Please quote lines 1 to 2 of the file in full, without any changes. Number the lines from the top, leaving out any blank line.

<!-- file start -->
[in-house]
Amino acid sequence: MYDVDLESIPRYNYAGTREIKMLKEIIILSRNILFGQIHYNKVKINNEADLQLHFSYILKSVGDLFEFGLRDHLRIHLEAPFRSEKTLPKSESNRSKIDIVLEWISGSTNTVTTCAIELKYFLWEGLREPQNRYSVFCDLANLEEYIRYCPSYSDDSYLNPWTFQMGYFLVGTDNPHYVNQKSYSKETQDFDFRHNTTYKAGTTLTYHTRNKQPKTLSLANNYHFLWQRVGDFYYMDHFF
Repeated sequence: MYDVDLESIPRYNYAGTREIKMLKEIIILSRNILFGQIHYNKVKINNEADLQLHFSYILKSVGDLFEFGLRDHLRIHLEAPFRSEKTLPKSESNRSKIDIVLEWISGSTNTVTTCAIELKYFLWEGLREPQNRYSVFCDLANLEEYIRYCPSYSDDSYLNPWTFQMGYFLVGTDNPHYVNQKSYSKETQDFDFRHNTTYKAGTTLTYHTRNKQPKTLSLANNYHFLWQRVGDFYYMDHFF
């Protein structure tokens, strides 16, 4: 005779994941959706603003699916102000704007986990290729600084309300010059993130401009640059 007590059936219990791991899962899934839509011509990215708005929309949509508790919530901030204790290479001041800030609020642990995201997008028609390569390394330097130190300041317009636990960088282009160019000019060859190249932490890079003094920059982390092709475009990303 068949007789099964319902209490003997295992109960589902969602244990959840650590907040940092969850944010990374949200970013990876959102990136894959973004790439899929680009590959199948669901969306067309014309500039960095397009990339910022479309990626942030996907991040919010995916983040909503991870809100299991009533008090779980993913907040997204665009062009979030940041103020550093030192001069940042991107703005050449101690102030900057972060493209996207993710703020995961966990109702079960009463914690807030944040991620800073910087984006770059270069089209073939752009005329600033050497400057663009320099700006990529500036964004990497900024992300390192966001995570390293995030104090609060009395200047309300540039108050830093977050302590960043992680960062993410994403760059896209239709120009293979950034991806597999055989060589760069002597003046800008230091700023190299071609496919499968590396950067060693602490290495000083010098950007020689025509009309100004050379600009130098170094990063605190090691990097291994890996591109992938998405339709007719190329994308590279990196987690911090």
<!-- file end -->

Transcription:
[in-house]
Amino acid sequence: MYDVDLESIPRYNYAGTREIKMLKEIIILSRNILFGQIHYNKVKINNEADLQLHFSYILKSVGDLFEFGLRDHLRIHLEAPFRSEKTLPKSESNRSKIDIVLEWISGSTNTVTTCAIELKYFLWEGLREPQNRYSVFCDLANLEEYIRYCPSYSDDSYLNPWTFQMGYFLVGTDNPHYVNQKSYSKETQDFDFRHNTTYKAGTTLTYHTRNKQPKTLSLANNYHFLWQRVGDFYYMDHFF